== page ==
Keith Knapp passes on the following request:
Tanya Storch, Professor of Buddhist Studies at the University of the Pacific, would like to get in touch with someone who would be interested in writing and submitting a proposal for the AAR on Confucian-Buddhist Sense of Human History (both personal and communal): Comparative Approach. She has been working on various issues pertaining to Buddhist historiography for quite a number of years and can produce such a paper easily. She can also find a colleague who will produce a paper on the Buddhist side of things rather easily. They are now interested in finding a few scholars of Confucianism who might be interested in doing this comparative panel. If you are interested in doing a paper on a Confucian sense of Human History and are interested in our panel, they would greatly appreciate your contacting them:
Tanya Storch, Ph.D.
Professor of Buddhist Studies
University of the Pacific
P.J. Ivanhoe writes with the news that the new Center for East Asian and Comparative Philosophy (CEACOP) at the City University of Hong Kong is now officially open for business. He says: “We are just getting started, but you can find the start of our festivities at our web page: http://www6.cityu.edu.hk/sa/ceacop/.” Congratulations! For those who’d like to learn more about the Center, contact information is on the website.
On Sunday March 3, at 3 pm, the Rubin Museum of Art, 150 W 17th St New York, NY 10011 [(212) 620-5000] will be hosting the release of:
SOURCES OF TIBETAN TRADITION
edited by Kurtis Schaeffer, Matthew Kapstein and Gray Tuttle
and published by the Columbia University Press
The editors will be present to discuss the work.
Friend of the blog, Carl Johnson, has his own blog about Japanese philosophy, here: http://japanphilosophy.com/. From his About page:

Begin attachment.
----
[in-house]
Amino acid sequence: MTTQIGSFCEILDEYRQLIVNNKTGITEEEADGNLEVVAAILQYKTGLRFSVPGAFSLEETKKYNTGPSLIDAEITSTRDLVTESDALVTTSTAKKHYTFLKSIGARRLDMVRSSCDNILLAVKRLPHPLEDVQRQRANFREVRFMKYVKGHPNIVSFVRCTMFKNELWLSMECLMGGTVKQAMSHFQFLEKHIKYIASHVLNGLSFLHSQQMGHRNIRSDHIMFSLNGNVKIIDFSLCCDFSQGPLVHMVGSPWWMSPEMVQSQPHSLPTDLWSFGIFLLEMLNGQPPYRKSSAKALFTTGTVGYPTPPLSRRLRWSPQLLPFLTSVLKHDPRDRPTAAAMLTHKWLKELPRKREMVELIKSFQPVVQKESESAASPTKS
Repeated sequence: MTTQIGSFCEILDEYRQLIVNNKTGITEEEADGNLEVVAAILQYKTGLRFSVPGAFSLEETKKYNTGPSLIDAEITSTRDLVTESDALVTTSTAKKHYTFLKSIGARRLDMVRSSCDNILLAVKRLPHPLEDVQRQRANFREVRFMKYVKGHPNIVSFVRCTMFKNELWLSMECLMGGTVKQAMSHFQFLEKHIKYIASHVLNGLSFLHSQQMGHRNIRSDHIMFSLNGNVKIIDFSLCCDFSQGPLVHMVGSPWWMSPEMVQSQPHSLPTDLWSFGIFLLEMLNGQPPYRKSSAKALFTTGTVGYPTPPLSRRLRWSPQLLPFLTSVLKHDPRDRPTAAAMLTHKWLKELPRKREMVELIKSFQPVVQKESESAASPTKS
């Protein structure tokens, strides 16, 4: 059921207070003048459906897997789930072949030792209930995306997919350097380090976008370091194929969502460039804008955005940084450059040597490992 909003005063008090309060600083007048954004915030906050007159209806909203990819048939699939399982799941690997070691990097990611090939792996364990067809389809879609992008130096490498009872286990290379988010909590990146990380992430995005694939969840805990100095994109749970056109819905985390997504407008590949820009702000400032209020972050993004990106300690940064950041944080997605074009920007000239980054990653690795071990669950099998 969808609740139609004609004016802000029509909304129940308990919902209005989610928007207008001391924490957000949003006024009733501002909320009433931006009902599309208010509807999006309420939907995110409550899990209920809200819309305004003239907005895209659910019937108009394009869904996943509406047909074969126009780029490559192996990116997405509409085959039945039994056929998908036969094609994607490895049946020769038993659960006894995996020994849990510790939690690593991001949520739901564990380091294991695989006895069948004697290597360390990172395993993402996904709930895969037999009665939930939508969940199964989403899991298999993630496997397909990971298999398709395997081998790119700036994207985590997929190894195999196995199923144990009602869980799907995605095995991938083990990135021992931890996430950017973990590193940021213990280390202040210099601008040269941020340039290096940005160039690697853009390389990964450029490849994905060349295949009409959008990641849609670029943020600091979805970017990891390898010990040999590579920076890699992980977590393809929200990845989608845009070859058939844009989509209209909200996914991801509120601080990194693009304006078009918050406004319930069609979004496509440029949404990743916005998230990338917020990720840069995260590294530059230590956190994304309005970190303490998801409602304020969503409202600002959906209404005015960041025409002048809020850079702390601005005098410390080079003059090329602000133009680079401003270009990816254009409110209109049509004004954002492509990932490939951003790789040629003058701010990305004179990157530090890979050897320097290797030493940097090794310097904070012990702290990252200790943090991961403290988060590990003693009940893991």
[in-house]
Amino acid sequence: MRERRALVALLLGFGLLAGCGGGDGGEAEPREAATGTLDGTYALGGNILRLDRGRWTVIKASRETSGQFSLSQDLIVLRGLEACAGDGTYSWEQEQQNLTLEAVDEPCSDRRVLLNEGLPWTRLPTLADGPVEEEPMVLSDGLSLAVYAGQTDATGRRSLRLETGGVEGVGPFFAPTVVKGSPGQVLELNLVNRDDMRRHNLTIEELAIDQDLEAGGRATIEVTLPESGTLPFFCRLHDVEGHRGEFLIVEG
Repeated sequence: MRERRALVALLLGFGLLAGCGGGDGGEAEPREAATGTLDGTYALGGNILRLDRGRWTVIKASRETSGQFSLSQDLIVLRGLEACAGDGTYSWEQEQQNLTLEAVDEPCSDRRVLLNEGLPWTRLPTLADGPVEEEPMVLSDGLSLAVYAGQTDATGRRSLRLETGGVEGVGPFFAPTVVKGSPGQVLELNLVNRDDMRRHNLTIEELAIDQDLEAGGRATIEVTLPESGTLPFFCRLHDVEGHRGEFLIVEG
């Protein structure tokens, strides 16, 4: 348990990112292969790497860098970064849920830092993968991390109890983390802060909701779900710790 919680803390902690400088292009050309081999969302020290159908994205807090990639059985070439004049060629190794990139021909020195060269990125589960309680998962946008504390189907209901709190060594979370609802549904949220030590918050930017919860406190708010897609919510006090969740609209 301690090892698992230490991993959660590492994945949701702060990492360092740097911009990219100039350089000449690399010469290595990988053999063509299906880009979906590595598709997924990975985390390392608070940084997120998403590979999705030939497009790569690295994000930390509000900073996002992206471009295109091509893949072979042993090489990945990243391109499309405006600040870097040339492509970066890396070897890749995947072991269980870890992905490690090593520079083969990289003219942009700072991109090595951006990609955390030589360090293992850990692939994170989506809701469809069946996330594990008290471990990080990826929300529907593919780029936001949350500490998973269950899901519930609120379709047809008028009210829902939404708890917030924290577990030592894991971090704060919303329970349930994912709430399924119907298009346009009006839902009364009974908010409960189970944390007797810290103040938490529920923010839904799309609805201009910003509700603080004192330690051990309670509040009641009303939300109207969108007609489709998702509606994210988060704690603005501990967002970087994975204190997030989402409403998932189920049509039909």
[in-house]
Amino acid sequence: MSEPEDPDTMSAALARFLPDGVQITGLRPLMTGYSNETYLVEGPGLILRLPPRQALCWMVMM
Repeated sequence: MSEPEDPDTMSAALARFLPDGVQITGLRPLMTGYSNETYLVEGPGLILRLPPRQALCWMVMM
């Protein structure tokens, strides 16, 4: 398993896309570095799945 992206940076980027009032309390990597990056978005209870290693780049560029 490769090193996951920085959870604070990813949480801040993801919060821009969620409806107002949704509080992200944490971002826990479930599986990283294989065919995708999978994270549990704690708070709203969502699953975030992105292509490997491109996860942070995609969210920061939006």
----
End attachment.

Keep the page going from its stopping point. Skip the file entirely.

The Japanese Philosophy Blog is a blog that is aimed helping publicize English language resources for thinking about Japanese philosophy, ancient and modern. Currently, the blog is maintained by Carl M. Johnson of the University of Hawaiʻi Mānoa, but anyone interested in collaborating is invited to contribute. Please contact me if you have something you would like publicized on the site, or you would like to become a contributor.
(We will add this to our links list.)
9th Annual Midwest Conference on Chinese Thought
University of Dayton/Wright State University
May 10-11, 2013
KEYNOTE SPEAKER: PENG GUOXIANG, PEKING UNIVERSITY
The Midwest Conference on Chinese Thought was created to foster dialogue and interaction between scholars and students working on Chinese thought across different disciplines and through a variety of approaches. Submissions are invited for papers on any aspect of Chinese thought, as well as papers dealing with comparative issues that engage Chinese perspectives. Possible themes for submissions include: examining how recovered texts reframe familiar issues and debates in early Chinese thought; texts, movements, and figures from neglected eras and traditions; the current renaissance of philosophy and religious studies in China.
This year’s MCCT will be held on Friday, May 10 and Saturday, May 11 at the University of Dayton and Wright State University, in Dayton, OH.
To facilitate blind review, please submit abstracts of 1-2 pages in length to Patricia Johnson at email@example.com by MARCH 15th. For further inquiries about this year’s MCCT, contact Alexus McLeod at firstname.lastname@example.org or Judson Murray at email@example.com.